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Controversial print marketing: is it worthwhile?

We can all name a number of print campaigns we’ve seen that have shocked us – there are even websites dedicated to highlighting and talking about them – but while they certainly grab one’s attention, are they particularly helpful from a marketing perspective or potentially damaging to the brand? Here at PMG Print Management we have great fun with our clients, experimenting with various designs, colours, shapes and textures in order to create successful print campaigns that make an impact, but when it comes to creating print that is a little more controversial, we always have to stop and think. Who might we be offending? Is it really worthwhile?

 

When the Sisley ‘Fashion Junkie’ print campaign was released, it caused great offence and received some terribly bad press because it revealed two gorgeous yet dazed models on the front, seemingly in the process of taking drugs. On closer inspection, you can see that the girls are only pretending to sniff a thin white vest – hence the slogan ‘fashion junkie’ – but the credit card in the picture and the rolls of paper the girls are holding perhaps took the advert a little too far. The advert is no longer being used in public. If the majority of controversial adverts end up banned or being criticised, why do marketers bother? Let’s take a look at some of the benefits of controversial print marketing…

 

Shock element

Marketers creating controversial print adverts aim to shock their audience, because they want to be able to stand out against the comparatively uninteresting fare around them. They want people to notice their print straight away, gasp, and discuss it amongst friends, family and work colleagues. The more people start talking about their print campaigns, the more exposure the brand will gain. It’s highly likely that if you have heard about the advert but haven’t yet seen it yourself, you will be encouraged to visit the website to take a look, or to simply Google the brand to find it. All of this helps to raise brand awareness and potentially attract new customers.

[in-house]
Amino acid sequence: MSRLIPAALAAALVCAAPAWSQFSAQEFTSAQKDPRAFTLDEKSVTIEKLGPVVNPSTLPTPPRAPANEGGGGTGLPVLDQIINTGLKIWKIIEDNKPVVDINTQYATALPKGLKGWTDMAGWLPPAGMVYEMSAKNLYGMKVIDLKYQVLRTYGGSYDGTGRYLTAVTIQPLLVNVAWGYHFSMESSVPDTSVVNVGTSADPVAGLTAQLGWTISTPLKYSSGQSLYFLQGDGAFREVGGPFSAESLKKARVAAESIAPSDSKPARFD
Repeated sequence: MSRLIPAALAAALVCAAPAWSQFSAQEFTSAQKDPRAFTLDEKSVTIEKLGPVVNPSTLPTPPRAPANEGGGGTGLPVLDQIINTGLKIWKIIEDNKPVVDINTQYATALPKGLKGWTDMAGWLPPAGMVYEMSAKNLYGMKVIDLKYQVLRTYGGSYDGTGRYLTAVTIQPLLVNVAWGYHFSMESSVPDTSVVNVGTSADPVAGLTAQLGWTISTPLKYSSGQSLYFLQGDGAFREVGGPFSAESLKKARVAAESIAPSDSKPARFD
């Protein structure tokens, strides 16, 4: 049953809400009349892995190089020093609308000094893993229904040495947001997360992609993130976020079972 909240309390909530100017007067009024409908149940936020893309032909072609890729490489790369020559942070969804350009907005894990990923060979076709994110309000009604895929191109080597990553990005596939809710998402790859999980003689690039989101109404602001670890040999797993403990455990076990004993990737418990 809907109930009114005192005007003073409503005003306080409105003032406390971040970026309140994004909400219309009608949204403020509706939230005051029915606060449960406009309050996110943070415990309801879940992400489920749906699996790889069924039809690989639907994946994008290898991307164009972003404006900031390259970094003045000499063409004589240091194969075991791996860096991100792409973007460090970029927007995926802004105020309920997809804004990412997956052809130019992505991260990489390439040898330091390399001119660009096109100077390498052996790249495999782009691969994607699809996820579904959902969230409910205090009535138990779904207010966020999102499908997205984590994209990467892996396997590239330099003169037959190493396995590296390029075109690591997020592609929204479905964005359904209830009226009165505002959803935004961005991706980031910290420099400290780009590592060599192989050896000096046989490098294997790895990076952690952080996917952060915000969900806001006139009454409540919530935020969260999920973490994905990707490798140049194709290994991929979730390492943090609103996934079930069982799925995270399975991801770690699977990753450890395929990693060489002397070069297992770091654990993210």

Raise awareness

Some companies create controversial print campaigns because they are desperate to raise awareness for a good cause. A recent WWF print campaign featured a woman wheeling her suitcase through an airport and leaving behind a vivid trail of blood, while the slogan read: ‘don’t buy exotic animal souvenirs.’ The campaign caused a lot of controversy for being particularly gruesome and perhaps a little unsuitable for young audiences, but also had quite an impact and seemed to be successful in getting its point across.

 

Be remembered

Creating a controversial advert is bound to get your brand remembered, because if enough people speak about your print campaign then it’s bound to come to mind when potential customers look for related products or services. The danger is, however, that your brand will be remembered for all the wrong reasons and your controversial print marketing campaign could actually put customers off pursuing your services. Companies must be careful that their print adverts are remembered because they had a positive impact, despite the fact that they might have cause controversy along the way.

 

While there are benefits to creating controversial print marketing campaigns there are countless risks too, so if you’re contemplating taking the leap you ought to consider just how your audience will respond to certain controversial topics. If you’re interested in creating a compelling print marketing campaign and would like the help of some clever print management experts with fantastic marketing knowledge, get in touch with the team at PMG. We look forward to discussing your ideas.

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